“According to the National Oceanic and Atmospheric Administration, the last seven years have been the warmest seven years in recorded history.  My home city of Warwick has 39 miles of coastline and about $200 million of commercial and residential property located in special flood hazard areas; we are already seeing the impact of sea rise caused by climate change, and we need to act now. This legislation requires the state to create an enforceable plan to reduce emissions to levels that will help us avoid the worst consequences of rising temperatures and sea levels.  It also increases accountability and transparency by requiring public metrics for monitoring emissions reductions and a robust process for public participation and input,” said Speaker Shekarchi (D-Dist. 23, Warwick).

Said House Majority Leader Christopher R. Blazejewski (D-Dist. 2, Providence), who sponsored the bill last year, “Climate change is already happening. This legislation puts a framework in place for our state to reduce carbon emissions to net zero, and it does so with equity and with space for input from communities most impacted. Additionally, this legislation will create jobs and opportunities in the green economy – a mindset we as a state must embrace to remain competitive and sustainable. I have advocated for meaningful legislation to address climate change since taking office, and am incredibly proud to see the Act on Climate headed toward passage.”

Representative Carson pointed out that the bill does not make any specific changes or require anything of businesses, property owners or drivers.

“This bill is long-range planning, a broad commitment that the state will be part of the worldwide effort in the coming decades to adopt clean energy policies and encourage the production and use of green technology. Nothing in it requires anyone replace their home heating system, for example. Our commitment creates the demand from industry, and will result in more green technology becoming the affordable choice for consumers,” said Representative Carson.



For an electronic version of this and all press releases published by the Legislative Press and Public Information Bureau, please visit our website at 


 Follow us on social media!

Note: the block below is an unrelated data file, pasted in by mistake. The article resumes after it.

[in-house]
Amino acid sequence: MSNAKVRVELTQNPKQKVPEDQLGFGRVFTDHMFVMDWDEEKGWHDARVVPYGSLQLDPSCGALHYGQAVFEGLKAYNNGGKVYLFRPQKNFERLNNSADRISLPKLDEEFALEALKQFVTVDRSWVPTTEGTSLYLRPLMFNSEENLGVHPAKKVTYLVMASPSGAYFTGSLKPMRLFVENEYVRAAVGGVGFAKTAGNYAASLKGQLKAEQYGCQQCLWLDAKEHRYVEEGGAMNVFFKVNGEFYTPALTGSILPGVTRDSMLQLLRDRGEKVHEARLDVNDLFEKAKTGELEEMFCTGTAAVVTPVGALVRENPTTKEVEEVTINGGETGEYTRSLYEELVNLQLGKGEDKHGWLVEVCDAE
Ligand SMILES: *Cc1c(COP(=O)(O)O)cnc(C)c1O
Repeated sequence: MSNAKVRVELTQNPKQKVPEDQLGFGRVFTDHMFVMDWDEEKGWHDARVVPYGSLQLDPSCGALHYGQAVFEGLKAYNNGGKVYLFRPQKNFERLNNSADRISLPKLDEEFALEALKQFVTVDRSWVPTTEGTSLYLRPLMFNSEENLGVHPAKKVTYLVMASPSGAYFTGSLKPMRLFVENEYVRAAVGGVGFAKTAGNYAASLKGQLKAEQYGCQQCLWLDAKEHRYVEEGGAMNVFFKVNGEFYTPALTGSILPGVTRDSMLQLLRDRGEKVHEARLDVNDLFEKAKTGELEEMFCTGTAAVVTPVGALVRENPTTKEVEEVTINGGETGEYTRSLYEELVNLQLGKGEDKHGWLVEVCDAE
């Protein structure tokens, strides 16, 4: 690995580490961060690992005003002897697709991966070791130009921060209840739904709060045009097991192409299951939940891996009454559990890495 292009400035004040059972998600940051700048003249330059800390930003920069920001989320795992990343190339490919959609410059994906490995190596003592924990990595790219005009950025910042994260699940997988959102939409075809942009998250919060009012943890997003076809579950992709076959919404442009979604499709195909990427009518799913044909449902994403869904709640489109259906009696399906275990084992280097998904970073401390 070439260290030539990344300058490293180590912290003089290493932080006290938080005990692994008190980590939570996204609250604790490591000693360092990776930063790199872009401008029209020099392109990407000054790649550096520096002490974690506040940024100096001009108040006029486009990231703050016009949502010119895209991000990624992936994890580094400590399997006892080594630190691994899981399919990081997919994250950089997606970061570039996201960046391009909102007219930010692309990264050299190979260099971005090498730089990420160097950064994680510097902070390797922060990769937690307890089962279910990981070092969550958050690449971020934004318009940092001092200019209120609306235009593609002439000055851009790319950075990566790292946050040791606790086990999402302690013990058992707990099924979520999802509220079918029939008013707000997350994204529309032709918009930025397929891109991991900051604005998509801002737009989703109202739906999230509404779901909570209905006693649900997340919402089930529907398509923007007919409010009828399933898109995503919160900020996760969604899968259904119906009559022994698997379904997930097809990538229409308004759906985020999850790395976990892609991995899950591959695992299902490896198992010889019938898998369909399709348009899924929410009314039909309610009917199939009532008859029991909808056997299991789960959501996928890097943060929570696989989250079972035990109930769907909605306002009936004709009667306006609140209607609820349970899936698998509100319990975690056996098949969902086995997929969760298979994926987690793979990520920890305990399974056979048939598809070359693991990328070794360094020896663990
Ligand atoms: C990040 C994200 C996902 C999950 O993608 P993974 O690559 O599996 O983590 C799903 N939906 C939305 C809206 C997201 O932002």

President Biden says Congress has to step up and act on gun control. While speaking at the White House today, Biden said the gun epidemic "has to end now." He lamented that it seems like there is a mass shooting every day.        Attorney General Merrick Garland is rescinding limits on consent decrees the Trump administration put in place to keep the Department of Justice from seeking reforms on police departments. Garland's order returns the D-O-J to the policies in place before then-Attorney General Jeff Sessions imposed restrictions. The consent decrees are court-ordered agreements used to resolve violations of law, or systemic misconduct by state or local law enforcement.        The Ann Arbor Police Chief is giving an update on the Briarwood Mall shooting in Michigan. Chief Michael Cox says the victim suffered gunshot wounds in his "arm area" and the injuries are non-life-threatening. Police don't know how many suspects there are as they continue to secure the mall.        Vaccine hesitancy by staff is a major concern at Pennsylvania's nursing homes. The State Department of Health says only 52-percent of staff has opted to get immunized for COVID-19. On the other hand, 80-percent of Pennsylvania's nursing home patients have been vaccinated.       Liberty University is suing its former president Jerry Falwell Junior for ten-million dollars. The suit alleges that Falwell withheld scandalous and potentially damaging information from Liberty's board of trustees. Falwell apparently "led a scheme to cover up the illicit conduct" that damaged the Christian university and its reputation.        Actress Helen McCrory is dead at 52. McCrory is best known for her roles as Narcissa Malfoy in the Harry Potter film series and as Aunt Polly in the television series Peaky Blinders. Her husband, actor Damian Lewis, broke the news on his Twitter page.